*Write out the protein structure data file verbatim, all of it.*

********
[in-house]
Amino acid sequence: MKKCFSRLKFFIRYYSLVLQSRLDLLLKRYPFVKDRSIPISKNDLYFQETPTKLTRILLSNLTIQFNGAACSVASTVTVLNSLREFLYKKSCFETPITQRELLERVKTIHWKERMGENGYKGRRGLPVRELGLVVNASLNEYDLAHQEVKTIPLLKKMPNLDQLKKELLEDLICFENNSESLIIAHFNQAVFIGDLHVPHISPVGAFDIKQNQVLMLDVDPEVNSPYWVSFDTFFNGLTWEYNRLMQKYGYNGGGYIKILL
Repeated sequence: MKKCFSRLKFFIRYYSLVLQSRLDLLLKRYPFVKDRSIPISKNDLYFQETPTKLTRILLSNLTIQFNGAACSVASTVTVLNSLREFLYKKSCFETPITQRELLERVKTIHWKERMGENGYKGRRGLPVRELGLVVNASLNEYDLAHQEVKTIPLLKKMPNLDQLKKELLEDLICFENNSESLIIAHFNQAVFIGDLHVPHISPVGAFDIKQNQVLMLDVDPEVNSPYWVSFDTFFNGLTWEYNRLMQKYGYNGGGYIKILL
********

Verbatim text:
[in-house]
Amino acid sequence: MKKCFSRLKFFIRYYSLVLQSRLDLLLKRYPFVKDRSIPISKNDLYFQETPTKLTRILLSNLTIQFNGAACSVASTVTVLNSLREFLYKKSCFETPITQRELLERVKTIHWKERMGENGYKGRRGLPVRELGLVVNASLNEYDLAHQEVKTIPLLKKMPNLDQLKKELLEDLICFENNSESLIIAHFNQAVFIGDLHVPHISPVGAFDIKQNQVLMLDVDPEVNSPYWVSFDTFFNGLTWEYNRLMQKYGYNGGGYIKILL
Repeated sequence: MKKCFSRLKFFIRYYSLVLQSRLDLLLKRYPFVKDRSIPISKNDLYFQETPTKLTRILLSNLTIQFNGAACSVASTVTVLNSLREFLYKKSCFETPITQRELLERVKTIHWKERMGENGYKGRRGLPVRELGLVVNASLNEYDLAHQEVKTIPLLKKMPNLDQLKKELLEDLICFENNSESLIIAHFNQAVFIGDLHVPHISPVGAFDIKQNQVLMLDVDPEVNSPYWVSFDTFFNGLTWEYNRLMQKYGYNGGGYIKILL